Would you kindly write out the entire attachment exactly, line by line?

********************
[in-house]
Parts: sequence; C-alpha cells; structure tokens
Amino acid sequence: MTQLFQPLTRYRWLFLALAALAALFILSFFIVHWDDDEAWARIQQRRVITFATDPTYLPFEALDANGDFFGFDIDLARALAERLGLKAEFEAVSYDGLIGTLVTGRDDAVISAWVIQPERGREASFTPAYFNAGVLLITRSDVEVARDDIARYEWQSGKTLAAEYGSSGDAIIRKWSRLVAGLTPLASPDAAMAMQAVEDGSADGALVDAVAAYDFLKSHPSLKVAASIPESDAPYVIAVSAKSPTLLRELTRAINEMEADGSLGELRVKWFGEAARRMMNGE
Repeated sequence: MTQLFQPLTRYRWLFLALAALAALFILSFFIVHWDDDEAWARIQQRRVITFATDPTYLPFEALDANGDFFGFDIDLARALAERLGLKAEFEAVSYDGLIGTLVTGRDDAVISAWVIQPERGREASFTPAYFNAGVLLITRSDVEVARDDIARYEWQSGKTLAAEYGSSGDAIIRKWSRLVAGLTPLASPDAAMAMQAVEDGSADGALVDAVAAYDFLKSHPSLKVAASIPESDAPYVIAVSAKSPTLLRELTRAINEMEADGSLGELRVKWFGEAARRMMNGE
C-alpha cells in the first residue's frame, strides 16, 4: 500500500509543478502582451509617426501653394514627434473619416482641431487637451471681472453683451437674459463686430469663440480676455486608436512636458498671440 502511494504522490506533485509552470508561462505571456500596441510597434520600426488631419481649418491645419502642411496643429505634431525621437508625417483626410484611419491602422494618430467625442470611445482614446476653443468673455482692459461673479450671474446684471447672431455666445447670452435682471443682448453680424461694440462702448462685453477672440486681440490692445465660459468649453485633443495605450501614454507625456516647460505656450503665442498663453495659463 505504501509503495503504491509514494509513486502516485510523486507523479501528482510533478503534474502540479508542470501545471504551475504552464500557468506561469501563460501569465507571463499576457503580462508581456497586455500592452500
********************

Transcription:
[in-house]
Parts: sequence; C-alpha cells; structure tokens
Amino acid sequence: MTQLFQPLTRYRWLFLALAALAALFILSFFIVHWDDDEAWARIQQRRVITFATDPTYLPFEALDANGDFFGFDIDLARALAERLGLKAEFEAVSYDGLIGTLVTGRDDAVISAWVIQPERGREASFTPAYFNAGVLLITRSDVEVARDDIARYEWQSGKTLAAEYGSSGDAIIRKWSRLVAGLTPLASPDAAMAMQAVEDGSADGALVDAVAAYDFLKSHPSLKVAASIPESDAPYVIAVSAKSPTLLRELTRAINEMEADGSLGELRVKWFGEAARRMMNGE
Repeated sequence: MTQLFQPLTRYRWLFLALAALAALFILSFFIVHWDDDEAWARIQQRRVITFATDPTYLPFEALDANGDFFGFDIDLARALAERLGLKAEFEAVSYDGLIGTLVTGRDDAVISAWVIQPERGREASFTPAYFNAGVLLITRSDVEVARDDIARYEWQSGKTLAAEYGSSGDAIIRKWSRLVAGLTPLASPDAAMAMQAVEDGSADGALVDAVAAYDFLKSHPSLKVAASIPESDAPYVIAVSAKSPTLLRELTRAINEMEADGSLGELRVKWFGEAARRMMNGE
C-alpha cells in the first residue's frame, strides 16, 4: 500500500509543478502582451509617426501653394514627434473619416482641431487637451471681472453683451437674459463686430469663440480676455486608436512636458498671440 502511494504522490506533485509552470508561462505571456500596441510597434520600426488631419481649418491645419502642411496643429505634431525621437508625417483626410484611419491602422494618430467625442470611445482614446476653443468673455482692459461673479450671474446684471447672431455666445447670452435682471443682448453680424461694440462702448462685453477672440486681440490692445465660459468649453485633443495605450501614454507625456516647460505656450503665442498663453495659463 505504501509503495503504491509514494509513486502516485510523486507523479501528482510533478503534474502540479508542470501545471504551475504552464500557468506561469501563460501569465507571463499576457503580462508581456497586455500592452500